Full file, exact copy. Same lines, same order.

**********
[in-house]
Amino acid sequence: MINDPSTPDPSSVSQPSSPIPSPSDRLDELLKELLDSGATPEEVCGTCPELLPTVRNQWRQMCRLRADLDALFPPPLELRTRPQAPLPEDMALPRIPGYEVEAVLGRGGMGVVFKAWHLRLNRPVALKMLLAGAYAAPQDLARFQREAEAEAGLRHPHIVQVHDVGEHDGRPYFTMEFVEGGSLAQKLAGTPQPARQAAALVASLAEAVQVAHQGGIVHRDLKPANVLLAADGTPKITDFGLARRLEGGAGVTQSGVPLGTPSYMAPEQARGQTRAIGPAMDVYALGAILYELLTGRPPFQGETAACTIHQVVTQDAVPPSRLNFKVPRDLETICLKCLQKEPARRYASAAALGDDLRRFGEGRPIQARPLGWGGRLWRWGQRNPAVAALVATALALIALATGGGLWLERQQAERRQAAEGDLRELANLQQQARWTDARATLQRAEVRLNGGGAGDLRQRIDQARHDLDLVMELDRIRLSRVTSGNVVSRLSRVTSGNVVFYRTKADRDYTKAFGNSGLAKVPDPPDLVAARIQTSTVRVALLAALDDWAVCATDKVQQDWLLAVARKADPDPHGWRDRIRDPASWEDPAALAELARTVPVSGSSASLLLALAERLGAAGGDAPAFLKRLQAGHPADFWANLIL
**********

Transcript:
[in-house]
Amino acid sequence: MINDPSTPDPSSVSQPSSPIPSPSDRLDELLKELLDSGATPEEVCGTCPELLPTVRNQWRQMCRLRADLDALFPPPLELRTRPQAPLPEDMALPRIPGYEVEAVLGRGGMGVVFKAWHLRLNRPVALKMLLAGAYAAPQDLARFQREAEAEAGLRHPHIVQVHDVGEHDGRPYFTMEFVEGGSLAQKLAGTPQPARQAAALVASLAEAVQVAHQGGIVHRDLKPANVLLAADGTPKITDFGLARRLEGGAGVTQSGVPLGTPSYMAPEQARGQTRAIGPAMDVYALGAILYELLTGRPPFQGETAACTIHQVVTQDAVPPSRLNFKVPRDLETICLKCLQKEPARRYASAAALGDDLRRFGEGRPIQARPLGWGGRLWRWGQRNPAVAALVATALALIALATGGGLWLERQQAERRQAAEGDLRELANLQQQARWTDARATLQRAEVRLNGGGAGDLRQRIDQARHDLDLVMELDRIRLSRVTSGNVVSRLSRVTSGNVVFYRTKADRDYTKAFGNSGLAKVPDPPDLVAARIQTSTVRVALLAALDDWAVCATDKVQQDWLLAVARKADPDPHGWRDRIRDPASWEDPAALAELARTVPVSGSSASLLLALAERLGAAGGDAPAFLKRLQAGHPADFWANLIL